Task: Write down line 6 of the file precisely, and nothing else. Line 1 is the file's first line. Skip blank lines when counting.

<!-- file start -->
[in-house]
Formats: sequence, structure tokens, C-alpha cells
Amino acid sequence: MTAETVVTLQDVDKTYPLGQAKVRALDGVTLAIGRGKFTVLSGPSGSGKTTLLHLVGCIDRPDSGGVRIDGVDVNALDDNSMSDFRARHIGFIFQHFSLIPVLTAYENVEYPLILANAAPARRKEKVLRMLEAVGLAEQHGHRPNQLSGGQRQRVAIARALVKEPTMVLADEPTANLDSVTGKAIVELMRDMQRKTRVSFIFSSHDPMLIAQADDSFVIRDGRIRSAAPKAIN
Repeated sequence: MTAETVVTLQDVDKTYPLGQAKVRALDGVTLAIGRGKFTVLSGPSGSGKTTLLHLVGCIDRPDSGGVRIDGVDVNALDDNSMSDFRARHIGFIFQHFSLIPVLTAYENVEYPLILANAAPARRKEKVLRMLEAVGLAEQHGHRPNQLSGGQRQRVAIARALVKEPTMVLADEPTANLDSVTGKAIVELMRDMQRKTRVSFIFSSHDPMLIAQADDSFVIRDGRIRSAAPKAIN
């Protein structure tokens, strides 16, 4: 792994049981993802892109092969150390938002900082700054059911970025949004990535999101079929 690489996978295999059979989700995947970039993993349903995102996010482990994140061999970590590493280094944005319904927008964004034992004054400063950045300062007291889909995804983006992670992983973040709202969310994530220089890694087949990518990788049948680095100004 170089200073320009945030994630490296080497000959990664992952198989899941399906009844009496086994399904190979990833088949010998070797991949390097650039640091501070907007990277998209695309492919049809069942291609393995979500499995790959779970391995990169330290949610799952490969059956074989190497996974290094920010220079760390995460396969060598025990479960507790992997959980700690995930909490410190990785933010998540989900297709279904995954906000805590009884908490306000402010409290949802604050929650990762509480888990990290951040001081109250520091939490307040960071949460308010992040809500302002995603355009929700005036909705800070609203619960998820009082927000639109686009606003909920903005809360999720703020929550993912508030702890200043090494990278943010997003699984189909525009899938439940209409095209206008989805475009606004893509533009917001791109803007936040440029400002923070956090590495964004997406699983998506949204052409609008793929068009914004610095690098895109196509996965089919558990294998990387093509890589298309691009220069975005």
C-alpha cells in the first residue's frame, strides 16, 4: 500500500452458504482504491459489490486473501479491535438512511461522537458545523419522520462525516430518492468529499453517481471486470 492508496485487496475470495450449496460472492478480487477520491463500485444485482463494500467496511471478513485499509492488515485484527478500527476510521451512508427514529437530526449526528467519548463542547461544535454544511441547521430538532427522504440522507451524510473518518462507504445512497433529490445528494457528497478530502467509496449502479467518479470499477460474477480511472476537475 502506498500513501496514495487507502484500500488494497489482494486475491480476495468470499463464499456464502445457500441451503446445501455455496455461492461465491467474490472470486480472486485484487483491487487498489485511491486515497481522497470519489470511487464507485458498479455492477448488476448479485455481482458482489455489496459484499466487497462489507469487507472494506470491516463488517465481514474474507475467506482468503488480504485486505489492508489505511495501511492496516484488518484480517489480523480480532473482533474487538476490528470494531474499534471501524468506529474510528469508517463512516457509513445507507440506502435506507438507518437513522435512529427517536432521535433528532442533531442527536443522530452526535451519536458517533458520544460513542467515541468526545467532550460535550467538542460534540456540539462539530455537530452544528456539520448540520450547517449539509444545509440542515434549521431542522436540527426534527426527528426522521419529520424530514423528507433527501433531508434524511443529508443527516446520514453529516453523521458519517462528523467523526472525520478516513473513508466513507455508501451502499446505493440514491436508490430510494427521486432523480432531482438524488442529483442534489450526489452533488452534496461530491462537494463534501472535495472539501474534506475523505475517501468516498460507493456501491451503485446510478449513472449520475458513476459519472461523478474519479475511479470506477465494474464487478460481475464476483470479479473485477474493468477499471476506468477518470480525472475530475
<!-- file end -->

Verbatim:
C-alpha cells in the first residue's frame, strides 16, 4: 500500500452458504482504491459489490486473501479491535438512511461522537458545523419522520462525516430518492468529499453517481471486470 492508496485487496475470495450449496460472492478480487477520491463500485444485482463494500467496511471478513485499509492488515485484527478500527476510521451512508427514529437530526449526528467519548463542547461544535454544511441547521430538532427522504440522507451524510473518518462507504445512497433529490445528494457528497478530502467509496449502479467518479470499477460474477480511472476537475 502506498500513501496514495487507502484500500488494497489482494486475491480476495468470499463464499456464502445457500441451503446445501455455496455461492461465491467474490472470486480472486485484487483491487487498489485511491486515497481522497470519489470511487464507485458498479455492477448488476448479485455481482458482489455489496459484499466487497462489507469487507472494506470491516463488517465481514474474507475467506482468503488480504485486505489492508489505511495501511492496516484488518484480517489480523480480532473482533474487538476490528470494531474499534471501524468506529474510528469508517463512516457509513445507507440506502435506507438507518437513522435512529427517536432521535433528532442533531442527536443522530452526535451519536458517533458520544460513542467515541468526545467532550460535550467538542460534540456540539462539530455537530452544528456539520448540520450547517449539509444545509440542515434549521431542522436540527426534527426527528426522521419529520424530514423528507433527501433531508434524511443529508443527516446520514453529516453523521458519517462528523467523526472525520478516513473513508466513507455508501451502499446505493440514491436508490430510494427521486432523480432531482438524488442529483442534489450526489452533488452534496461530491462537494463534501472535495472539501474534506475523505475517501468516498460507493456501491451503485446510478449513472449520475458513476459519472461523478474519479475511479470506477465494474464487478460481475464476483470479479473485477474493468477499471476506468477518470480525472475530475